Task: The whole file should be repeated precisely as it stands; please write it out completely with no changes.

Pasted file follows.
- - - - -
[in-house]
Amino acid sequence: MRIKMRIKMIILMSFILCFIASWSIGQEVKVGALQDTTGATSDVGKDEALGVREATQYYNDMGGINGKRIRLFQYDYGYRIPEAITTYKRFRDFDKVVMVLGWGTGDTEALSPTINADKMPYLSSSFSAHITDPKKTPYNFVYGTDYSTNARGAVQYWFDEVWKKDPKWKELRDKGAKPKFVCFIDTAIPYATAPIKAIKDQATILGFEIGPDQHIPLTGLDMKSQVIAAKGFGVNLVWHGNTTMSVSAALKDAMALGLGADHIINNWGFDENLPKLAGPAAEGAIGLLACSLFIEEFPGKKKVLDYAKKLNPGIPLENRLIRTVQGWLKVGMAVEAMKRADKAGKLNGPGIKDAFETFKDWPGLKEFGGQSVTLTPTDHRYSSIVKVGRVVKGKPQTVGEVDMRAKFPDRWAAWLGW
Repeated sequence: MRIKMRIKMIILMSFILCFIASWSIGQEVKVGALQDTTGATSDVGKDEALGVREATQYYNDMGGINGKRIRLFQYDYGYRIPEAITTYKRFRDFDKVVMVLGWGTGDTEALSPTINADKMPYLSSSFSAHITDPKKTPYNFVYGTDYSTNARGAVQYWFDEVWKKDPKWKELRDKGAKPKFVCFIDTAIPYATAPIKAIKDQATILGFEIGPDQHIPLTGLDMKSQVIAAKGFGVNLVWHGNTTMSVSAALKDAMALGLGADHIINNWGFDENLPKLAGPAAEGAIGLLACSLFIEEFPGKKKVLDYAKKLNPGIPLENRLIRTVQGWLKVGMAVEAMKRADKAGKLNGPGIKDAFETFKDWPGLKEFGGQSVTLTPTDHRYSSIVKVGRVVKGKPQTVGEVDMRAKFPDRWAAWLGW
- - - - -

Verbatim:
[in-house]
Amino acid sequence: MRIKMRIKMIILMSFILCFIASWSIGQEVKVGALQDTTGATSDVGKDEALGVREATQYYNDMGGINGKRIRLFQYDYGYRIPEAITTYKRFRDFDKVVMVLGWGTGDTEALSPTINADKMPYLSSSFSAHITDPKKTPYNFVYGTDYSTNARGAVQYWFDEVWKKDPKWKELRDKGAKPKFVCFIDTAIPYATAPIKAIKDQATILGFEIGPDQHIPLTGLDMKSQVIAAKGFGVNLVWHGNTTMSVSAALKDAMALGLGADHIINNWGFDENLPKLAGPAAEGAIGLLACSLFIEEFPGKKKVLDYAKKLNPGIPLENRLIRTVQGWLKVGMAVEAMKRADKAGKLNGPGIKDAFETFKDWPGLKEFGGQSVTLTPTDHRYSSIVKVGRVVKGKPQTVGEVDMRAKFPDRWAAWLGW
Repeated sequence: MRIKMRIKMIILMSFILCFIASWSIGQEVKVGALQDTTGATSDVGKDEALGVREATQYYNDMGGINGKRIRLFQYDYGYRIPEAITTYKRFRDFDKVVMVLGWGTGDTEALSPTINADKMPYLSSSFSAHITDPKKTPYNFVYGTDYSTNARGAVQYWFDEVWKKDPKWKELRDKGAKPKFVCFIDTAIPYATAPIKAIKDQATILGFEIGPDQHIPLTGLDMKSQVIAAKGFGVNLVWHGNTTMSVSAALKDAMALGLGADHIINNWGFDENLPKLAGPAAEGAIGLLACSLFIEEFPGKKKVLDYAKKLNPGIPLENRLIRTVQGWLKVGMAVEAMKRADKAGKLNGPGIKDAFETFKDWPGLKEFGGQSVTLTPTDHRYSSIVKVGRVVKGKPQTVGEVDMRAKFPDRWAAWLGW